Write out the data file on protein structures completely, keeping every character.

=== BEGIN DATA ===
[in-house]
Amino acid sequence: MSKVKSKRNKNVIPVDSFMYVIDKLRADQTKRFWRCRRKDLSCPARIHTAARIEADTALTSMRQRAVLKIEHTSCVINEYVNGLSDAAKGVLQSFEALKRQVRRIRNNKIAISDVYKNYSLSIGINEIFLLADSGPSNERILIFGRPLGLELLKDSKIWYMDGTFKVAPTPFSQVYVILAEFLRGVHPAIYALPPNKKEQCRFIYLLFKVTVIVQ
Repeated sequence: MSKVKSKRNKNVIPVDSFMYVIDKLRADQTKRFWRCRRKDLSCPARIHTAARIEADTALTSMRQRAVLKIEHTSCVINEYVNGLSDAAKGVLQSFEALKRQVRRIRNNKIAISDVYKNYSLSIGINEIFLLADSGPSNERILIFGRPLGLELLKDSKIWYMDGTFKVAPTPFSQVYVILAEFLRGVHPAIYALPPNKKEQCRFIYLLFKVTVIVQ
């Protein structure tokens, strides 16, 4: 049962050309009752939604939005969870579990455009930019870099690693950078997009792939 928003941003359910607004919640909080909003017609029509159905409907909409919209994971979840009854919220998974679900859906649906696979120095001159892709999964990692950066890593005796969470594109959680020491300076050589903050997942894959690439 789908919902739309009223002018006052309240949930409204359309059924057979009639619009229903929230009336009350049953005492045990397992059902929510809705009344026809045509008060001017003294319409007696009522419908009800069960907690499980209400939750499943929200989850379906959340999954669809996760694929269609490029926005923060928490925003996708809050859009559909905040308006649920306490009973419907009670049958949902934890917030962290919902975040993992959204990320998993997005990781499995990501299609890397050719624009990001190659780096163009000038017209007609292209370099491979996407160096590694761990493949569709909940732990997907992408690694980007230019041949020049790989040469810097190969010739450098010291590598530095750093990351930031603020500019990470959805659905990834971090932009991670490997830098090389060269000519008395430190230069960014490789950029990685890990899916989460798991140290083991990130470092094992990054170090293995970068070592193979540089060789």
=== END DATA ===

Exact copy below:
[in-house]
Amino acid sequence: MSKVKSKRNKNVIPVDSFMYVIDKLRADQTKRFWRCRRKDLSCPARIHTAARIEADTALTSMRQRAVLKIEHTSCVINEYVNGLSDAAKGVLQSFEALKRQVRRIRNNKIAISDVYKNYSLSIGINEIFLLADSGPSNERILIFGRPLGLELLKDSKIWYMDGTFKVAPTPFSQVYVILAEFLRGVHPAIYALPPNKKEQCRFIYLLFKVTVIVQ
Repeated sequence: MSKVKSKRNKNVIPVDSFMYVIDKLRADQTKRFWRCRRKDLSCPARIHTAARIEADTALTSMRQRAVLKIEHTSCVINEYVNGLSDAAKGVLQSFEALKRQVRRIRNNKIAISDVYKNYSLSIGINEIFLLADSGPSNERILIFGRPLGLELLKDSKIWYMDGTFKVAPTPFSQVYVILAEFLRGVHPAIYALPPNKKEQCRFIYLLFKVTVIVQ
């Protein structure tokens, strides 16, 4: 049962050309009752939604939005969870579990455009930019870099690693950078997009792939 928003941003359910607004919640909080909003017609029509159905409907909409919209994971979840009854919220998974679900859906649906696979120095001159892709999964990692950066890593005796969470594109959680020491300076050589903050997942894959690439 789908919902739309009223002018006052309240949930409204359309059924057979009639619009229903929230009336009350049953005492045990397992059902929510809705009344026809045509008060001017003294319409007696009522419908009800069960907690499980209400939750499943929200989850379906959340999954669809996760694929269609490029926005923060928490925003996708809050859009559909905040308006649920306490009973419907009670049958949902934890917030962290919902975040993992959204990320998993997005990781499995990501299609890397050719624009990001190659780096163009000038017209007609292209370099491979996407160096590694761990493949569709909940732990997907992408690694980007230019041949020049790989040469810097190969010739450098010291590598530095750093990351930031603020500019990470959805659905990834971090932009991670490997830098090389060269000519008395430190230069960014490789950029990685890990899916989460798991140290083991990130470092094992990054170090293995970068070592193979540089060789």